Read before you crawl… a Poetry Showcase

If poetry is your thing then get ready to be excited for this year’s line up because poets are out in numbers! Mark your calendars for November 10th and start planning your crawl! For lovers of prose make sure you check out the LitCrawl Extended Programme as well, the Poetry Showcase is a must see! With so many poets, musicians and wordsmiths to chose from, here are our selections for must reads before the crawl!

Poūkahangatus / Tibble, Tayi
“This collection speaks about beauty, activism, power and popular culture with compelling guile, a darkness, a deep understanding and sensuality. It dives through noir, whakamā and kitsch and emerges dripping with colour and liquor. These poems time-travel through the powdery mint-green 1960s and the polaroid sunshine 1970’s to the present day. Their language and forms are liquid-sometimes as lush as what they describe, other times deliberately biblical or oblique.” (Adapted Syndetics Summary)

There’s no place like the internet in springtime / Kennedy, Erik
“Layering comedy over insight and pathos over comedy, mixing its flexible couplets with beautifully spiky free verse, Erik Kennedy’s first collection should climb up all the right charts: his phrases can go anywhere, then come back, and he has figured out how to sound both trustworthy and nonplussed, giddy and humble, in the same breath. Sometimes he impersonates spiny lobsters; sometimes he’s a socialist chambered nautilus. Sometimes he’s our best guide to the globe-trotting ridiculous.” (Adapted Syndetics Summary)

Are friends electric? / Heath, Helen
“Offering a vivid and moving vision of a past, present and future mediated by technology, the first part of thisbold new collection is comprised largely of found poems which emerge from conversations about sex bots, people who feel an intimate love for bridges, fences and buildings, a meditation on Theo Jansens beautifully strange animal sculptures, and the lives of birds in cities. A series of speculative poems further explores questions of how we incorporate technology into our lives and bodies.” (Adapted Syndetics Summary)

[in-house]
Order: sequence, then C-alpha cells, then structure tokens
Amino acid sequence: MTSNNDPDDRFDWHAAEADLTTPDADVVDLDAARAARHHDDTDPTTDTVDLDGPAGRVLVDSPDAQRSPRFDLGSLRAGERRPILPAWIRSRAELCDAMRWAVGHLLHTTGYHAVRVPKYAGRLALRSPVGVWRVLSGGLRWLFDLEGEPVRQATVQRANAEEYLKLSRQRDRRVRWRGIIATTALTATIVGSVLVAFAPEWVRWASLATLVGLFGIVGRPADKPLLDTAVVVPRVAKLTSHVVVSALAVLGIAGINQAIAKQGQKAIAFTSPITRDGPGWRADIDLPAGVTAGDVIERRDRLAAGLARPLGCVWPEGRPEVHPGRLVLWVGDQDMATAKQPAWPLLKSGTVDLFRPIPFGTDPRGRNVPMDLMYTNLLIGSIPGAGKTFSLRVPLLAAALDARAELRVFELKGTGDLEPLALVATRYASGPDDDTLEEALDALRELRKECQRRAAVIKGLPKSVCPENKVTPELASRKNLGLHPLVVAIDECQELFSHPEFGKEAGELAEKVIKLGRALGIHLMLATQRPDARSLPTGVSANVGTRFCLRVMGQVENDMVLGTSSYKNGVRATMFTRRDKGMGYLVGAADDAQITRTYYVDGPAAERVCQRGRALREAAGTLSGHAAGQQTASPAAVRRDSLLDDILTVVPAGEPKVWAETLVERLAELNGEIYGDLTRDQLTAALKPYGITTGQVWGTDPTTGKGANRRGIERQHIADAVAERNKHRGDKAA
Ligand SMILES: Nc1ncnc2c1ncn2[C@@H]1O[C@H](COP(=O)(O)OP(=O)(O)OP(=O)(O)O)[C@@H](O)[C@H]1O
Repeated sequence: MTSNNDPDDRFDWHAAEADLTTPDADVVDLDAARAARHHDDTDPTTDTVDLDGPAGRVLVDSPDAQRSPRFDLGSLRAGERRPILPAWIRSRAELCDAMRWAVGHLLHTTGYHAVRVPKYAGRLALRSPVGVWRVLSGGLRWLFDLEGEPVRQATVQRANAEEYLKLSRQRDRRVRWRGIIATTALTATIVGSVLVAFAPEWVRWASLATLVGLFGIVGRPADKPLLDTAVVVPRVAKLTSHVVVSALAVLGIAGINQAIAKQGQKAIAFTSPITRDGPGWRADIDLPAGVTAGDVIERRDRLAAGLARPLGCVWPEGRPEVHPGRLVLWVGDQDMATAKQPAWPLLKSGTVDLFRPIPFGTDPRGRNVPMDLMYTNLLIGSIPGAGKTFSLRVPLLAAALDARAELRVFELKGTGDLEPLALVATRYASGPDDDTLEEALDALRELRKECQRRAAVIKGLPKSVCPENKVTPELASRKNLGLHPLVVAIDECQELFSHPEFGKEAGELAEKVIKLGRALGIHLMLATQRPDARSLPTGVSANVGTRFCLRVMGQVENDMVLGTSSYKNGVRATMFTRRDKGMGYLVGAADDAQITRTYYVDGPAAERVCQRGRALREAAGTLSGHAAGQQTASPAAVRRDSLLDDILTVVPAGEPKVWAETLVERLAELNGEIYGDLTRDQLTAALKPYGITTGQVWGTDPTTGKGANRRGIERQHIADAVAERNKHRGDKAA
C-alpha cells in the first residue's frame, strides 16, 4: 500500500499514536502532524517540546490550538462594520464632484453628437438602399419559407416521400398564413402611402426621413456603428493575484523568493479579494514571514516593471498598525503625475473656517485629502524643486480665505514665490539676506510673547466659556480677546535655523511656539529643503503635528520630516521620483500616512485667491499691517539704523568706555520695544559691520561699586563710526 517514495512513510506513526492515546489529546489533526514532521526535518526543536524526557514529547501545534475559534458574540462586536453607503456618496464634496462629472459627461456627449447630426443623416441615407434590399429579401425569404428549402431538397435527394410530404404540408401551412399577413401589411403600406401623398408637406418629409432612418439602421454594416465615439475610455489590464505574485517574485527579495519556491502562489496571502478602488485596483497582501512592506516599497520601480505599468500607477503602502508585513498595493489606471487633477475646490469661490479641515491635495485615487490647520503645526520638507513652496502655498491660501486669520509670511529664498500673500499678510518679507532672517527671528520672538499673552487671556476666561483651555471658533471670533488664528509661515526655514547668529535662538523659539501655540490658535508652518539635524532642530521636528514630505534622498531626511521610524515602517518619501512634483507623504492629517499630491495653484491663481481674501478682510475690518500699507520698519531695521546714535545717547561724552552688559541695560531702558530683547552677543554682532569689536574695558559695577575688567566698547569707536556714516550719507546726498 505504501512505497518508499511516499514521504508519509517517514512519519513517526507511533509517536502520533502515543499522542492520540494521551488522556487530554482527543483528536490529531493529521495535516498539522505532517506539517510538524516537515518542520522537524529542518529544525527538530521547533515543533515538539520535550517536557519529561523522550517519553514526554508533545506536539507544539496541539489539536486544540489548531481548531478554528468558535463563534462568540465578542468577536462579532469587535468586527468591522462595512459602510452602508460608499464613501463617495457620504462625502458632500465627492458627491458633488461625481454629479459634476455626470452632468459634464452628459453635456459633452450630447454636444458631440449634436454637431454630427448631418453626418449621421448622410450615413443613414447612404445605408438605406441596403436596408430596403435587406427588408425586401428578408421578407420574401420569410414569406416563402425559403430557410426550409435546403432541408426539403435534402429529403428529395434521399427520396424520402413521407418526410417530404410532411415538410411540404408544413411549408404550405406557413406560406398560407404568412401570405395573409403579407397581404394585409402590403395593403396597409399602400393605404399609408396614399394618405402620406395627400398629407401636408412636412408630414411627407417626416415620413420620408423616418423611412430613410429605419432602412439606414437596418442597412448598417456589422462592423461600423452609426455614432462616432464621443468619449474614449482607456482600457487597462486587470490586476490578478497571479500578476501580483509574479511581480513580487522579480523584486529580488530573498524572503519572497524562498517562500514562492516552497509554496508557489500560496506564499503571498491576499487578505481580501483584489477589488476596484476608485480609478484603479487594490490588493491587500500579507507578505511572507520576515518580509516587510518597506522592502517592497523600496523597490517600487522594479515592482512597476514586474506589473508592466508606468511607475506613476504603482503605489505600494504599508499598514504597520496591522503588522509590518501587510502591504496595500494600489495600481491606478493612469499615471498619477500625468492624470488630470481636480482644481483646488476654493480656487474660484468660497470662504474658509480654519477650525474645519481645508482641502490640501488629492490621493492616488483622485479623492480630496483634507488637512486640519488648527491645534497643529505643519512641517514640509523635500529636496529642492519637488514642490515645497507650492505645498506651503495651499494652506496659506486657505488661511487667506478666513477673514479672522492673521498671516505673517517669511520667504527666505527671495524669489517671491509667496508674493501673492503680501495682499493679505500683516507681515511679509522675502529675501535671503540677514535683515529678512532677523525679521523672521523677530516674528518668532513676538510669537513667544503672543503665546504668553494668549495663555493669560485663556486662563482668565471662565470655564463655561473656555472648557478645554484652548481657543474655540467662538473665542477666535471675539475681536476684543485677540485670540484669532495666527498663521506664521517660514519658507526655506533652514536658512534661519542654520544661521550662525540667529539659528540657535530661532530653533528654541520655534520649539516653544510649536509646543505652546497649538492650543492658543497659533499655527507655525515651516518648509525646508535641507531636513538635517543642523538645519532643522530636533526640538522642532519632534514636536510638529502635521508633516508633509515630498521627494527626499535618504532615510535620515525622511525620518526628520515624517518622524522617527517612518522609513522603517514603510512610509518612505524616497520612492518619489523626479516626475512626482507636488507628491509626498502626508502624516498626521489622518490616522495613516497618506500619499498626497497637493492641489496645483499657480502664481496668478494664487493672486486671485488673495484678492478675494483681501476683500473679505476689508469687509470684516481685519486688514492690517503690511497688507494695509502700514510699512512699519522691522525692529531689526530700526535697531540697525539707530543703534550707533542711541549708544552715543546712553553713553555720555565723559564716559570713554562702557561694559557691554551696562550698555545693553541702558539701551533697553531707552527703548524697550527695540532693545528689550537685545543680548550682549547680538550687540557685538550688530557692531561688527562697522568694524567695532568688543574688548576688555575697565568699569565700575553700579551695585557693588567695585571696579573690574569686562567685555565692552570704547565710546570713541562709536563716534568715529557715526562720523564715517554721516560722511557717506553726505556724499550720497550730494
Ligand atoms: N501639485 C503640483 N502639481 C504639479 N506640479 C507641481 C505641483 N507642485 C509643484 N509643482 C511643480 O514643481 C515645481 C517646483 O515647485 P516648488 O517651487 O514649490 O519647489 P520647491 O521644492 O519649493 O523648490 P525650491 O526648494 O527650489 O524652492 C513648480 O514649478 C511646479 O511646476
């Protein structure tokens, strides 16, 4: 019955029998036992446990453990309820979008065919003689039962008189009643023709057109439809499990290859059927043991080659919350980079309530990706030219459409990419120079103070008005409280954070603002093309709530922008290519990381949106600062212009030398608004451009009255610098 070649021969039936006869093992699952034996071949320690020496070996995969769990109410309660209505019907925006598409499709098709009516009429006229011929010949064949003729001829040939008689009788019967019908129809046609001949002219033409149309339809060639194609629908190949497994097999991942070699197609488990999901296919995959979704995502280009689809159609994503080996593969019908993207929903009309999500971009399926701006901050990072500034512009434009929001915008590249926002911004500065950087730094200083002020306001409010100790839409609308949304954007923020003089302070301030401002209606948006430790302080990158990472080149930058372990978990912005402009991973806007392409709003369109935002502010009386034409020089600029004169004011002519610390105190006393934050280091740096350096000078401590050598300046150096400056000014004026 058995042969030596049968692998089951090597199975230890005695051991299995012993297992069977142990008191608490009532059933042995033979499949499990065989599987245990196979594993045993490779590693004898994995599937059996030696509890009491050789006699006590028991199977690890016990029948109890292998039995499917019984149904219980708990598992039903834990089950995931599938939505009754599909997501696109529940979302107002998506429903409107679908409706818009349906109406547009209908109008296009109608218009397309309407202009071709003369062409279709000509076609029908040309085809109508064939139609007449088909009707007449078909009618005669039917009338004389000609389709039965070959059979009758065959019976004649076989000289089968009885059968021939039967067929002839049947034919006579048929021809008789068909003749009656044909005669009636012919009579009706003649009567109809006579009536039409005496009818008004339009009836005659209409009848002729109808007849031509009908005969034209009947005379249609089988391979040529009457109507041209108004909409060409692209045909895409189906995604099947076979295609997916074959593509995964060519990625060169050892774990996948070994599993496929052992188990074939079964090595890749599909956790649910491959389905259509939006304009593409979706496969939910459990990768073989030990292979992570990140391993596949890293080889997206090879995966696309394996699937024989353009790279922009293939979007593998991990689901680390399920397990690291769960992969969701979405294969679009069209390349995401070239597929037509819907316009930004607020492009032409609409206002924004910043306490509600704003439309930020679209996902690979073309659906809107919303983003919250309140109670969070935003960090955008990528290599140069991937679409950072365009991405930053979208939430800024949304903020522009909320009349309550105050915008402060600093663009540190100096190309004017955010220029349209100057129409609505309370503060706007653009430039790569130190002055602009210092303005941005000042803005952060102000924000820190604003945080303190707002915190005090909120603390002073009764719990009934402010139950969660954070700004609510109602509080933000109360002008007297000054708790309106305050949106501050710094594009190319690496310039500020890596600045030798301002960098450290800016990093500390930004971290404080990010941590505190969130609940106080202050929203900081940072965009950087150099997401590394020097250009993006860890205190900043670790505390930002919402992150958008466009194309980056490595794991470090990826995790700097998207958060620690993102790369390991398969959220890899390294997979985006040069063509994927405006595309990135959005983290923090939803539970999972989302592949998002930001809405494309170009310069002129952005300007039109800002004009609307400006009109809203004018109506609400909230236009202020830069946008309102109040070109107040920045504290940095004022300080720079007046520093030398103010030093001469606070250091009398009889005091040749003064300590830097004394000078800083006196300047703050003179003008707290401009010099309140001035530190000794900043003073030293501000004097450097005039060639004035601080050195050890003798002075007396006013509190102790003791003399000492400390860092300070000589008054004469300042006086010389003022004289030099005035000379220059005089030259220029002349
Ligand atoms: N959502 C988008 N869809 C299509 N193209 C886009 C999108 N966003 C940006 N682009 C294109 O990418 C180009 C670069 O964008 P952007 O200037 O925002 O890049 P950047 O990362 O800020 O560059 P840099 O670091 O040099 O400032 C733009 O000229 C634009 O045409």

The farewell tourist / Glenny, Alison
“Pushing the boundaries of what poetry might be The Farewell Tourist is haunting, many-layered and slightly surreal. In The Magnetic Process sequence a man and a woman inhabit a polar world, adrift in zones of divergence, where dreams are filled with snow, icebergs, and sinking ships. Their scientific instruments and observations measure a fragmented and uncertain space where conventional perspectives are violated. By turns mysterious, ominous and evocative, they represent connections to an obscured narrative of disintegration and icy melancholy.” (Adapted Syndetics Summary)

The ski flier / McMillan, Maria
“As it traverses various landscapes, The Ski Flier also moves through a world where strength and self doubt exist in the same moment. Maria McMillan’s vivid second full poetry collection takes in mountains and cities, dragons and daughters, hope and wish fulfilment, demolition and renewal. With shining intelligence these poems demand that we pay attention to where we have been and where we are now.” (Victoria University Press Summary)

he’s so MASC / Tse, Chris
He’s So MASC confronts a contemporary world of self-loathing poets and compulsive liars, of youth and sexual identity, and of the author as character–pop star, actor, hitman, and much more. These are poems that delve into worlds of hyper-masculine romanticism and dancing alone in night clubs. With it’s many modes and influences, an acerbic, acid-bright, yet unapologetically sentimental and personal reflection on what it means to perform and dissect identity, as a poet and a person.” (Adapted Sydnetics Summary)

Alzheimer’s and a spoon / Breslin, Liz
This collection takes its readers on a tangled trip. Public stories – a conversation at the Castle of the Insane, on-line quizzes to determine if you are mostly meercat or Hufflepuff. #stainlessteelkudos. Personal tales, of Liz’s babcia, a devout Catholic and a soldier in the Warsaw Uprising, who spent her last years with Alzheimer’s disease. There is much to remember that she so badly wanted to forget. What do you do when life gives you spoons? (Amazon Summary)

The facts / Lloyd, Therese
“Guided by the work of Anna Carson, these poems trace the end of a marriage, a toxic love affair, age and aging, and the deeper question of spiritual meaning. Running throughout is Therese Lloyd’s quest to prove that art is essential to life.” (Adapted Syndetics Summary)

XYZ of happiness / McCallum, Mary
“Poems of happiness… as it comes, when it’s missing and when it is hoped for.” –Back cover.” (Syndetics Summary)

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